Have you ever been here? You decided to DIY your website (maybe for the first time or maybe you were just ready for a change), purchased a template, started adding your content, and then you stopped short. Your brand new template—the one you’ve already put hours into customizing—doesn’t have some of the features you need. Or maybe it has everything you need, but it just doesn’t feel like you.
You aren’t alone. When I purchased my first website template, I had no idea what I was doing, so I just picked the prettiest one I could find. And it wasn’t long before I had outgrown it.
When choosing a website template, how do you get it right the first time and jost just hope you’re guessing correctly?
What’s your goal?
The first thing you have to decide when choosing a website template is what the main goal of your website is. (I’ll give you a hint: If you sell a product or a service, your goal is to sell.)
I always start with the main goal of the website because the design for a photographer is going to look different than a website created for an actor.
Maybe you need an e-commerce website to host your online store. Or you might only need to share information about your services and how people can hire you. Your goal may also be to educate people and share content through your blog or to demonstrate your work through a portfolio.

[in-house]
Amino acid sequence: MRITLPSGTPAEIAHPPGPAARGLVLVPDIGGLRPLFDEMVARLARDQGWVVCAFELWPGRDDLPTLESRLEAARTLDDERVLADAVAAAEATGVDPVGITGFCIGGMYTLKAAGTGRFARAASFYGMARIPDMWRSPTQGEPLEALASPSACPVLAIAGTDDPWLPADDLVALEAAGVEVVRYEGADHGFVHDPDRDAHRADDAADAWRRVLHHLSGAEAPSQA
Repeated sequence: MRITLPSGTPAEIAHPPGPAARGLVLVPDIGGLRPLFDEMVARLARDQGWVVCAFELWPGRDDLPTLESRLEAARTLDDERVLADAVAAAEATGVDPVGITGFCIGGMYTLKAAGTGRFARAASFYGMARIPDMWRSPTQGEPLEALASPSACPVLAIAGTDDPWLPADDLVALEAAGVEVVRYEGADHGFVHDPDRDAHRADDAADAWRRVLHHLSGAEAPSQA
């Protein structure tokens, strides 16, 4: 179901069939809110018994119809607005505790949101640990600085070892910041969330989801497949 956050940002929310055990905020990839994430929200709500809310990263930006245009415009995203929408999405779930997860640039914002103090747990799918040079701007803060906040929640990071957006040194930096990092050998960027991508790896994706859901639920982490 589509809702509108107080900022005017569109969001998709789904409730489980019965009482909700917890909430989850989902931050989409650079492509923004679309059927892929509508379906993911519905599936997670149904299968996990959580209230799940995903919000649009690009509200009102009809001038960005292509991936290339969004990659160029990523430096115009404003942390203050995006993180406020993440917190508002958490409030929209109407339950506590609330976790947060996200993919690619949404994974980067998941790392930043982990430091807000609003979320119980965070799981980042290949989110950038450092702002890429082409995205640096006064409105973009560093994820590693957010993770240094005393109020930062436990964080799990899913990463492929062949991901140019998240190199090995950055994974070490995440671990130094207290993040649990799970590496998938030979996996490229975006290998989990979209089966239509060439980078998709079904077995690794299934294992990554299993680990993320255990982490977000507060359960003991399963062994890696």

What features do you need?
Do you need e-commerce? Will you be writing blog posts? Do you have images you want to share in a gallery? Knowing which features are must haves will help you narrow down your template options.
Once you’ve made a list of the features your website will need, start weeding out templates template that don’t include those features or that make it a hassle to incorporate them.
These are some common features you may want to include on your list:
- Banner images
- Footer and pre-footer
- Mobile-friendly (this is a must!)
- Search capability
- Navigation bar
- Scrolling or parallax capability
- Full-page images
What platform are you using?
The template options you have are going to be limited by the website platform you’re using. If you use Squarespace for your website, you’re limited to one of their pre-designed templates. For WordPress, anyone can design a template, so you have a wide variety to choose from, although WordPress doesn’t guarantee they’ll work correctly. For other website platforms (such as Wix or Weebly), you may have different template options, but they won’t be the same as those for WordPress or Squarespace.